Dennis J. Picard is chairman emeritus of Raytheon Company, a major American technology leader specializing in defense, homeland security, and other government markets throughout the world. In August 1989, he became president of the company and in March 1991 chairman and chief executive officer. Dennis retired as CEO in December 1998 and stepped down as chairman in July 1999.
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Who Empowered You?
Behind every Northeastern graduate is a story of empowerment — often, a story about a formative personal or mentoring relationship. Please add your testimonial to the growing collection and share a favorite memory or anecdote about your empower source.
My father-in-law said if I was ever going to marry his daughter, I’d better go to college. Things worked out! Because of the people I met at Northeastern, I had a great career, and I and my late wife, Nancy—also an alum—were married for 37 years.
I had been a senior vice president of human resources with a successful corporate career. The day my job was eliminated, in 2007, I looked at my husband and said, “I’m going to start my own business and go back to school!”
I can still picture her: a petite college grad, not much older than I was—my co-op advisor’s assistant. When I told her I wanted a co-op with a Big Eight accounting firm, she just laughed. “With your grades?”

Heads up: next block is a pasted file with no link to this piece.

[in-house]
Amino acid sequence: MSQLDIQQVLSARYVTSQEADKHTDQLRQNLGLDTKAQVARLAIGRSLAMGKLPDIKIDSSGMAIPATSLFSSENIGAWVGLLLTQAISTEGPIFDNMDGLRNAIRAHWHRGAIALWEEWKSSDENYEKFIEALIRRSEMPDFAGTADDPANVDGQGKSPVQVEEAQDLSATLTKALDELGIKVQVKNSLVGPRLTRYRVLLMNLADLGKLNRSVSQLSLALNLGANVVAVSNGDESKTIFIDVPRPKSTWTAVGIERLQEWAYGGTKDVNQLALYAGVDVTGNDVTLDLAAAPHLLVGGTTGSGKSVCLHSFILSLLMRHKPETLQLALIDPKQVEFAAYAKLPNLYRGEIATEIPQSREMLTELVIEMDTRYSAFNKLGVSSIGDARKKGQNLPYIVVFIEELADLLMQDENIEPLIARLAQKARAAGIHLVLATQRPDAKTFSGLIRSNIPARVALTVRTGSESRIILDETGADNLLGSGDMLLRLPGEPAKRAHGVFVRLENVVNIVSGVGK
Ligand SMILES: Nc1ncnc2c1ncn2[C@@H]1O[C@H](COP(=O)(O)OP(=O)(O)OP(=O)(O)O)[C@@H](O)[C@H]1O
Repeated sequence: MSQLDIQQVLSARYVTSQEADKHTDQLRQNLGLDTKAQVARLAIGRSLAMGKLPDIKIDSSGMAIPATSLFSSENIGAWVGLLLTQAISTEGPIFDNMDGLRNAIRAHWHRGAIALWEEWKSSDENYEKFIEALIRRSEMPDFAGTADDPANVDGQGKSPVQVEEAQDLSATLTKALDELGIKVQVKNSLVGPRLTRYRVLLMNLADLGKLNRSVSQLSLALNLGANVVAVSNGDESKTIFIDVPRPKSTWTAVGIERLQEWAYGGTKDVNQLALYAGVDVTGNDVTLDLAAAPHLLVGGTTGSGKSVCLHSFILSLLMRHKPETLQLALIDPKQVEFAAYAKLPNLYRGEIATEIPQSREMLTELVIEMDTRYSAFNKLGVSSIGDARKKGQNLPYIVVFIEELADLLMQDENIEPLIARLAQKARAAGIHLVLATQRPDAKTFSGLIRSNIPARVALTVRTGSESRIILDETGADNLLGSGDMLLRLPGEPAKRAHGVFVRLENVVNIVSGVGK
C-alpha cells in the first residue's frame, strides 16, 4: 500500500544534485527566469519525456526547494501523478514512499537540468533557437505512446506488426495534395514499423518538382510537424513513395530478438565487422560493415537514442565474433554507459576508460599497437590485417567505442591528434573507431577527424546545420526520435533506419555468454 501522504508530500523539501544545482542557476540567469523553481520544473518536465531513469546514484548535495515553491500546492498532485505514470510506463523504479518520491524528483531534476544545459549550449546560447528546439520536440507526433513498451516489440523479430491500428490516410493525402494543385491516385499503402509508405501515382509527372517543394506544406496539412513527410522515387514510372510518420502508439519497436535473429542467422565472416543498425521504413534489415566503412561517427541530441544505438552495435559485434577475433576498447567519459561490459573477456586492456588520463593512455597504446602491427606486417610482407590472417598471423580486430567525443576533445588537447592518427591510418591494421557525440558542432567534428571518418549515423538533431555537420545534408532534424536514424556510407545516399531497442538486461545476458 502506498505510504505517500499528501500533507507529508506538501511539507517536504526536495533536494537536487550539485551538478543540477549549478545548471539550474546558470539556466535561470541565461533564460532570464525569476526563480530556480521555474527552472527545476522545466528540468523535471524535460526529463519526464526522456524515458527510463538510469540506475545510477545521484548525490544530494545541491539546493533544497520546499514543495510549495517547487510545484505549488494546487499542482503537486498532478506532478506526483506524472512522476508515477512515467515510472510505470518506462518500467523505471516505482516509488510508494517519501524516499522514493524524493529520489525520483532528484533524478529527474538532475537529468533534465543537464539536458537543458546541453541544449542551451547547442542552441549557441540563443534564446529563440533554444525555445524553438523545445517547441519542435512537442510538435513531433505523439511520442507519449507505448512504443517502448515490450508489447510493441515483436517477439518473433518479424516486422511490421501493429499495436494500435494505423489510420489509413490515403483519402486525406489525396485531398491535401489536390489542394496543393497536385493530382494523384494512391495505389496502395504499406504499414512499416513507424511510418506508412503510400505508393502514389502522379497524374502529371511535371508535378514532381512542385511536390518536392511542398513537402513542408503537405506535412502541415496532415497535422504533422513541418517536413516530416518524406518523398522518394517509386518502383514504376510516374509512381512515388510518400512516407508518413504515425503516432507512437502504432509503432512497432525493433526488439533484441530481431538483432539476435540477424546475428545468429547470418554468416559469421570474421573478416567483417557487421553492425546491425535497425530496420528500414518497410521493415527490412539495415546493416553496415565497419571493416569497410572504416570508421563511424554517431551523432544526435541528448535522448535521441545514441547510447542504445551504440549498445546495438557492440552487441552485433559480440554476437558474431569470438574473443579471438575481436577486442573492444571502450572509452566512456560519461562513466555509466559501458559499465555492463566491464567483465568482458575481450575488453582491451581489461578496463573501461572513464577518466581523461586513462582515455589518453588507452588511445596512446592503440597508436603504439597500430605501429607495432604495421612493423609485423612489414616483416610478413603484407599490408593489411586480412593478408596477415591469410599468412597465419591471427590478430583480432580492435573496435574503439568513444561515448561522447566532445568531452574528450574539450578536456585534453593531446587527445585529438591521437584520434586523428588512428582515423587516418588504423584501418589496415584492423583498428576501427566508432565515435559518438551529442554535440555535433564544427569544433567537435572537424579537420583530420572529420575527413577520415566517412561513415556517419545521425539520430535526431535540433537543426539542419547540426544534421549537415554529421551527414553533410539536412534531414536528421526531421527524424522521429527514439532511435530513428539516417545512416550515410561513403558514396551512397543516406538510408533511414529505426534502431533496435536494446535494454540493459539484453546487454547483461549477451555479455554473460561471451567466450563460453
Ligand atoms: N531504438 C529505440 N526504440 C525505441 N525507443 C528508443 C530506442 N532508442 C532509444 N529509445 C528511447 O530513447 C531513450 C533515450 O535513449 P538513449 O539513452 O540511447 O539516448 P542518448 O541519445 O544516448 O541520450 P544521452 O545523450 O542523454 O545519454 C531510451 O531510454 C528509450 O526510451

I was a Torch Scholar in this incredible program’s second year. My mentor at Northeastern—James Stellar, then dean of the former College of Arts and Sciences—introduced me to research and took me under his wing. I worked in his neuroscience lab.
As a junior at the business school, I managed to slip into an oversubscribed class on real estate finance taught by Steve Kursh. There weren’t enough chairs, so only the seniors were invited to enroll that semester. Somehow, I stayed.
It isn’t often that you encounter a manager who is both brilliant and extraordinarily caring, but that’s exactly what I got in Brenna McCarthy. I did a co-op at John Hancock Funds, where I assisted Brenna in marketing operations.
I was discharged from the Army in ’73, when the economy was faltering badly. I had no career direction. Joe Golemme convinced me to enroll at the Graduate School of Professional Accounting, which he both founded and directed.
I have wanted to attend Northeastern ever since I watched my dad graduate in Matthews Arena, when I was ten. It was my dream to follow in his footsteps.
As a “double Husky,” I’ve had some great teacher-mentors whose knowledge and solid advice have propelled my career successes. Professor James Ramos is one, though we’ve only ever met online.